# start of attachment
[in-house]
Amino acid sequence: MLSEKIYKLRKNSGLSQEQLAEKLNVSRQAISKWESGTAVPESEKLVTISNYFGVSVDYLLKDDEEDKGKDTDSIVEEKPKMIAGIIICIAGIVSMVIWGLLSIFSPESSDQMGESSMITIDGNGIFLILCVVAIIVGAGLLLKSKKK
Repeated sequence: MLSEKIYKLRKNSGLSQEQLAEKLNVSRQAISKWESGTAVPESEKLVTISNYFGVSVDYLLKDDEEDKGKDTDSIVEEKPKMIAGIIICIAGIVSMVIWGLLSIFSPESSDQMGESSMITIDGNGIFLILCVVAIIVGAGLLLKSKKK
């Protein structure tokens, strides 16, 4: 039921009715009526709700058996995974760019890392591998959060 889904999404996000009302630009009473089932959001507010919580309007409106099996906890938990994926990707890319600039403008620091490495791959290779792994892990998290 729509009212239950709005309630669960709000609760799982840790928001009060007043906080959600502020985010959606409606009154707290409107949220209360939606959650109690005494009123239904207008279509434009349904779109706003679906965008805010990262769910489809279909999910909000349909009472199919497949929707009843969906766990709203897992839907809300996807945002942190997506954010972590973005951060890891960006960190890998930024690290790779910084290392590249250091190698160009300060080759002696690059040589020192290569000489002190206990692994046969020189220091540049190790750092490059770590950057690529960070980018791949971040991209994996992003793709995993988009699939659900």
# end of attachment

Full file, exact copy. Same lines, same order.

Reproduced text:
[in-house]
Amino acid sequence: MLSEKIYKLRKNSGLSQEQLAEKLNVSRQAISKWESGTAVPESEKLVTISNYFGVSVDYLLKDDEEDKGKDTDSIVEEKPKMIAGIIICIAGIVSMVIWGLLSIFSPESSDQMGESSMITIDGNGIFLILCVVAIIVGAGLLLKSKKK
Repeated sequence: MLSEKIYKLRKNSGLSQEQLAEKLNVSRQAISKWESGTAVPESEKLVTISNYFGVSVDYLLKDDEEDKGKDTDSIVEEKPKMIAGIIICIAGIVSMVIWGLLSIFSPESSDQMGESSMITIDGNGIFLILCVVAIIVGAGLLLKSKKK
């Protein structure tokens, strides 16, 4: 039921009715009526709700058996995974760019890392591998959060 889904999404996000009302630009009473089932959001507010919580309007409106099996906890938990994926990707890319600039403008620091490495791959290779792994892990998290 729509009212239950709005309630669960709000609760799982840790928001009060007043906080959600502020985010959606409606009154707290409107949220209360939606959650109690005494009123239904207008279509434009349904779109706003679906965008805010990262769910489809279909999910909000349909009472199919497949929707009843969906766990709203897992839907809300996807945002942190997506954010972590973005951060890891960006960190890998930024690290790779910084290392590249250091190698160009300060080759002696690059040589020192290569000489002190206990692994046969020189220091540049190790750092490059770590950057690529960070980018791949971040991209994996992003793709995993988009699939659900």